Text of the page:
Across the district, fishing communities lost their boats and nets during the tsunami. In a group in Gonnoruwa, a member has thyroid cancer and cannot afford medical treatment. In Siriyagama, a farming group can't afford the expensive chemicals for paddy cultivation. In Welipatanwila, a member of a newly formed home gardening and soap-making group can't get her daughter's 2003 high school leaving certificate which she needs to sit the higher school examination because the principal has refused to issue it to the family. In other groups there are problems regarding water shortages, lack of funds to get medicine for sick relatives and inadequate housing. Sarath supports his field officers by meeting with the groups and discussing these problems.
Knowing that Mrs Ranjan and her farmer husband have been reluctant to approach their daughter's school principal on their own, Sarath suggests that her livelihood group meet the principal together and persuades them to come up with a strategy to get the certificate as a group, with the guidance of the field officer.
In order to meet the needs of fishing communities, Oxfam Australia fishing groups have been provided with nets and net accessories. Housing problems are being met in targeted areas with the construction of transitional houses in consultation and collaboration with involved families. Concerns over water shortages and chemicals are addressed by Oxfam Australia organic gardening and farming techniques which are demonstrated and introduced by Oxfam Australia agriculture consultants to involved groups.
In another livelihood group in Welipatanwila, five enthusiastic women (of whom four are widows), want to packet and market curry powder and other spices as their livelihood activity. They have numerous plans and ideas about how to go about it. Sarath tells them to put together a plan identifying what resources they require to start and the involved costs and to work out what their expected profits are, so that he and his field officer can sit with them and agree to what Oxfam Australia can provide and what the women must contribute themselves.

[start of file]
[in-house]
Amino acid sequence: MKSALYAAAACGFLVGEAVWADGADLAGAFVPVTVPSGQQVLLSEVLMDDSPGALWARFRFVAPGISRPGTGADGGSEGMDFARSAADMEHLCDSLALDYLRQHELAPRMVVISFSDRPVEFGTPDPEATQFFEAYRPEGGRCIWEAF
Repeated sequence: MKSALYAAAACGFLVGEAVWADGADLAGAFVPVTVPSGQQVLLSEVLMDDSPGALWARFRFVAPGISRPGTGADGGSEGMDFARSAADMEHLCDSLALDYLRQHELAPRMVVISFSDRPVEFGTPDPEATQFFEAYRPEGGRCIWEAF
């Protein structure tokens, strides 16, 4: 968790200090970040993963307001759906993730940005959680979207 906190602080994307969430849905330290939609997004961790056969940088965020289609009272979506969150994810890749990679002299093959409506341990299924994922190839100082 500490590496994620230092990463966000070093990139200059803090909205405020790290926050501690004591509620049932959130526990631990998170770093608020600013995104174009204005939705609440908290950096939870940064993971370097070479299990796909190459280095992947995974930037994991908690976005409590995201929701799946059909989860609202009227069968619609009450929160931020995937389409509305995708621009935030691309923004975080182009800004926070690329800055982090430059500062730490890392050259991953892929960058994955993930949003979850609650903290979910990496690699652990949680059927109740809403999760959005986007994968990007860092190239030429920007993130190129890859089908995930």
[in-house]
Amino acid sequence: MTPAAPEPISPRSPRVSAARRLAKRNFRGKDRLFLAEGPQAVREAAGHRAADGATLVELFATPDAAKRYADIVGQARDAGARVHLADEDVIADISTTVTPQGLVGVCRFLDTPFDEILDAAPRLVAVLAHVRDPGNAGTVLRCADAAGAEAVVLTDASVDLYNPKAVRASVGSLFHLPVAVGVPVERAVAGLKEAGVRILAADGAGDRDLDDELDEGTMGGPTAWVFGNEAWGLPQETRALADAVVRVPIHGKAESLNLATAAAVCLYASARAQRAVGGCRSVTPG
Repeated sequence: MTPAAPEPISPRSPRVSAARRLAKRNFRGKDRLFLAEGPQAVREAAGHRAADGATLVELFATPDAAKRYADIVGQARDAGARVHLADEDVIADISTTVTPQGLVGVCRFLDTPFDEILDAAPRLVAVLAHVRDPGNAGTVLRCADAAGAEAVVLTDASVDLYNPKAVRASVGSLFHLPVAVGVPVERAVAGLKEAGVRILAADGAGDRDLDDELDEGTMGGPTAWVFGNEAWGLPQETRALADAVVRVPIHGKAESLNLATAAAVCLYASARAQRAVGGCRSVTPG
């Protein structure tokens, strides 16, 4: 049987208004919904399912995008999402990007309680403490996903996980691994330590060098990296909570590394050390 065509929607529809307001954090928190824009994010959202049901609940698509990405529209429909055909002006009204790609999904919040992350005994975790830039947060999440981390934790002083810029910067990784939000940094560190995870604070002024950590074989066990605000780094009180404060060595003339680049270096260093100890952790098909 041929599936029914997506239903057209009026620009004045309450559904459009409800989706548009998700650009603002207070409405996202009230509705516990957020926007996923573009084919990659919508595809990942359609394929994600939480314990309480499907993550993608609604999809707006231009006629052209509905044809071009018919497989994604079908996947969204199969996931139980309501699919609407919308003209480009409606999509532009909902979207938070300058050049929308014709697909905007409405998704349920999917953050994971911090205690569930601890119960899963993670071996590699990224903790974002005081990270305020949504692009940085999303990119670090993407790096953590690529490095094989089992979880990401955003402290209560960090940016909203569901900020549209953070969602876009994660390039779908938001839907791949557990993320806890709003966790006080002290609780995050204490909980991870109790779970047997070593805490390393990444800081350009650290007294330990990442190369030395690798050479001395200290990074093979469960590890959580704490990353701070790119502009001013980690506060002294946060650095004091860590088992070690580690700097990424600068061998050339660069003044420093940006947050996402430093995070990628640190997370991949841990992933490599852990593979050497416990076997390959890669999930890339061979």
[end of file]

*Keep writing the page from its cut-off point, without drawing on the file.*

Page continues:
These are a few of the daily issues faced by Sarath and his team in Hambantota.
"We can't sort out all these issues and all the problems. We can concentrate on strengthening groups and once they are strong we can coordinate them with other organisations and groups," he says.
"Yesterday in Magama village, I conducted a common meeting and we were informed that there was one very poor family with three children where the husband had died long ago and they didn't have any support to finish their house. An international NGO had given them 25,000 rupees ($323) to construct a house but it was half complete. The wife requested at the meeting that Oxfam Australia assist her to complete the house.
"Today I contacted the international NGO and explained the situation to them and requested that they extend additional assistance to this family to complete the house. Like that I link people with organizations. I think it is part of my job."
The issues that Sarath and his team deal with are exclusively those of the poor. The villagers with whom Oxfam Australia is working in Hambantota are those who slip through the cracks in governmental assistance, who lack political power and patronage to demand and secure entitlements, and who live in a state of social exclusion.
Oxfam Australia is using the power of numbers to collectively organize, on one level, for sustainable group livelihood activities and, on another, to collaborate and mobilise on issues that affect members and their communities. Thus, groups serve the purpose of meeting individual economic needs and collective socio-political interests.
When Sarath conducts Oxfam Australia common meetings or open forums in villages as the first stepn in a new location, villagers are often extremely vocal about their needs and problems. Yet, at the meetings people speak with what Sarath calls "isolated voices," as individuals with personal concerns rather than as villagers with collective concerns.
On another level, as politics is entrenched in every aspect of life in Sri Lanka, the space for independent non-partisan civil action remains extremely narrow. As Sarath says, "there is no common space for people to express their interests."
Forming and working with livelihood groups who engage in collaborative income generation is one way of encouraging collective interests and needs to be recognised and addressed at the village level. Another is that of linkages and networks. Oxfam Australia and its network of community-based organisations are engaged in linking micro-level problems with that of macro-level issues such as government policy.
"Our objective is to empower small groups in small areas and our advocacy work should cut across all areas," Sarath says.
"Privatisation of water is gradually taking place at the village level but people don't know it. There are a lot of protests against such things in Colombo but in the villages, people are in the dark. People face the problem of a lack of water while the government is privatizing it,"
This is one area where Oxfam Australia will link villagers and livelihood groups with its district, regional and national networks in order to advocate on behalf of its members for rights to water and other basic entitlements which have been denied to many for generations.